Combat Capable in Alaska

Special events were held Sept. 5 to celebrate the Initial Operating Capability for Elmendorf Air Force Base’s C-17 and F-22 units. Elmendorf’s 3rd Wing, Alaska Air National Guard’s 176th Wing and Air Force Reserve’s 477th Fighter Group all declared IOC for their respective airframes. 

The IOC celebration was held to recognize the first attainment of the capability to employ effectively a weapon, item of equipment, or system of approved specific characteristics that is manned or operated by an adequately trained, equipped and supported military unit. 

“After years of aircraft development, testing, training, and the hard work of thousands at both industry and the Air Force, today the dream is realized,” said Col. Thomas Bergeson, 3rd Wing commander. “It is my honor to officially report that General Howie Chandler, Commander of Pacific Air Forces, has declared that both the F-22 and C-17 at Elmendorf have achieved official operating capability.” 

Just last year Elmendorf celebrated the first C-17 arrival in June and the F-22s first arrival in August.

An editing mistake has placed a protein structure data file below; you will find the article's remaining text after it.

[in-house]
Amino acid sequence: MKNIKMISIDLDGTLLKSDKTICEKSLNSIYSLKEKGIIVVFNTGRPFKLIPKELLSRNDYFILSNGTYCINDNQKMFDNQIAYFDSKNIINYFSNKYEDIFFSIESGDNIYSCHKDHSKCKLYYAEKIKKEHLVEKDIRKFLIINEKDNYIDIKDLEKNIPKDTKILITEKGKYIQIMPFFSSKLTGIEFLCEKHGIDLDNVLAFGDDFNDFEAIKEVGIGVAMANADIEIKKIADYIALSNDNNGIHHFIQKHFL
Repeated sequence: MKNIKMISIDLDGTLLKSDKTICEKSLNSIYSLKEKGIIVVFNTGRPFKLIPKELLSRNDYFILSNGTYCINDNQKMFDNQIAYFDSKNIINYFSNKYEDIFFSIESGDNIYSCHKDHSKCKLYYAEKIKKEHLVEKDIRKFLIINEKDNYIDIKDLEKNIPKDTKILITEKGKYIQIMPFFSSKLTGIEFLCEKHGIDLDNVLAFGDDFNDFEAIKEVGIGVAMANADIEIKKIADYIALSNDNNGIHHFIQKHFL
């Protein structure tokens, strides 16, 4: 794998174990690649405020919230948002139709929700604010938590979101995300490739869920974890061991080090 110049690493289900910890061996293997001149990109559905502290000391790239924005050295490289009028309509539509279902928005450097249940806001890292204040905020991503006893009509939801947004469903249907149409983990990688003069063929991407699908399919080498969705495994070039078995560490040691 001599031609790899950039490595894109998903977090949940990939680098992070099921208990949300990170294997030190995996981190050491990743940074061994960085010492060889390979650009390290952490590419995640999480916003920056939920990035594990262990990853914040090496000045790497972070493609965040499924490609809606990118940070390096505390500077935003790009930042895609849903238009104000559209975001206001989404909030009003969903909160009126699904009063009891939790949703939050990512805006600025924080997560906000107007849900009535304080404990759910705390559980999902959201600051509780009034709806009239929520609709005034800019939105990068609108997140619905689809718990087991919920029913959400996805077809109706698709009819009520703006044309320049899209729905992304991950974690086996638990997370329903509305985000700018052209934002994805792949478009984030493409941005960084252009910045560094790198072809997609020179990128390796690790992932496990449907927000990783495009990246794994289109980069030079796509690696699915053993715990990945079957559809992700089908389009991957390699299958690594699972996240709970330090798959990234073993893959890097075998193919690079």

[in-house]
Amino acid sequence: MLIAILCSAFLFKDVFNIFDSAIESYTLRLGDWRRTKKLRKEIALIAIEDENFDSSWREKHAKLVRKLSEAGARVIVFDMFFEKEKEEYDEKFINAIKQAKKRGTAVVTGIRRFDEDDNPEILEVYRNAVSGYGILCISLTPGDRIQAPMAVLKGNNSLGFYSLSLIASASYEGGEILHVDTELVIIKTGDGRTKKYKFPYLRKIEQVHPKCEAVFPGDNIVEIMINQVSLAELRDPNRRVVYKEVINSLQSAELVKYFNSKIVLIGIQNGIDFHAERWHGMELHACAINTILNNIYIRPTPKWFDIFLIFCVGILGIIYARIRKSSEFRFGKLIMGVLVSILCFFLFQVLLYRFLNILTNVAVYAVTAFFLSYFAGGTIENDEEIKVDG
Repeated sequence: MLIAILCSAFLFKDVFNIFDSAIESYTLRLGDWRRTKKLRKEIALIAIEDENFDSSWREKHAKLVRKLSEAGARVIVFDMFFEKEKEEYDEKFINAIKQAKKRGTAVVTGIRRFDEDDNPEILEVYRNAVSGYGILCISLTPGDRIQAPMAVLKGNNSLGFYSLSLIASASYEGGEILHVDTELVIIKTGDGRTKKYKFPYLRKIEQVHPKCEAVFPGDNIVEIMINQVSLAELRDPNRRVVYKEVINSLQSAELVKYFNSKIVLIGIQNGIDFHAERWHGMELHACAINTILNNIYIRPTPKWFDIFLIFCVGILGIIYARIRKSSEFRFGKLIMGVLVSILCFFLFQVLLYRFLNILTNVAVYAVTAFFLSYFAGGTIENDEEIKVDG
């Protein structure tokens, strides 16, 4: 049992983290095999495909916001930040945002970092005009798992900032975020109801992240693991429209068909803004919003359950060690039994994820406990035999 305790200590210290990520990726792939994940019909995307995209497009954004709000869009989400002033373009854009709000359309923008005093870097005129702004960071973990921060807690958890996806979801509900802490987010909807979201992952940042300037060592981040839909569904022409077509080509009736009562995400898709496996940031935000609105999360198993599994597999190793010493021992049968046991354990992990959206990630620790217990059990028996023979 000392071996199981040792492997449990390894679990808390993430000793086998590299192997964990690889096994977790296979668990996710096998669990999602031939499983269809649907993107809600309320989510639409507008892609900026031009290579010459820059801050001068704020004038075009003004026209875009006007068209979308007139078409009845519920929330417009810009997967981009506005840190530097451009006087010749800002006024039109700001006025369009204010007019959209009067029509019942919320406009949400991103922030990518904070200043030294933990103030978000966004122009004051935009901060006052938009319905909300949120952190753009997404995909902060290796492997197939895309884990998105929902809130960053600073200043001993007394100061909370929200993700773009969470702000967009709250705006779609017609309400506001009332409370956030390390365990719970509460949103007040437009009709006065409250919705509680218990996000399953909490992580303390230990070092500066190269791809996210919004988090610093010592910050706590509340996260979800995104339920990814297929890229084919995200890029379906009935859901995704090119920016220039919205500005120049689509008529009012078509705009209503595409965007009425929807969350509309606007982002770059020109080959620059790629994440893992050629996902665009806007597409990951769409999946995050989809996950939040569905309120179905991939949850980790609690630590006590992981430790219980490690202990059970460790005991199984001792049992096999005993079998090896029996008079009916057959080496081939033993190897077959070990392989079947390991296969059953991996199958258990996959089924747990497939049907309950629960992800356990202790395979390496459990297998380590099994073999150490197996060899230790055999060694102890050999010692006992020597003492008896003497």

Air National Guard’s 249th Airlift Squadron is a C-17 associate unit with active duty’s 517th Airlift Squadron and Air Force Reserve’s 302nd Fighter Squadron is an F-22 associate unit with both the 525th and the 90th Fighter Squadrons. The Reserve components fly, maintain and share facilities and equipment with the 3rd Wing. 

A total of four events were held to mark the monumental occasion. Maj. Steve Johnson, a Reserve 302nd FS pilot, was the project officer for the entire celebration. Guard, Reserve and active-duty members planned an icebreaker, a golf tournament, an official ceremony and a banquet. 

“It was a team effort to plan and execute each event,” said Major Johnson. “Everyone’s always sprinting and leaning forward to get things done. These four events were planned so that we could stop and celebrate the accomplishments of the 3rd Wing, 176thWing and the 477th Fighter Group.”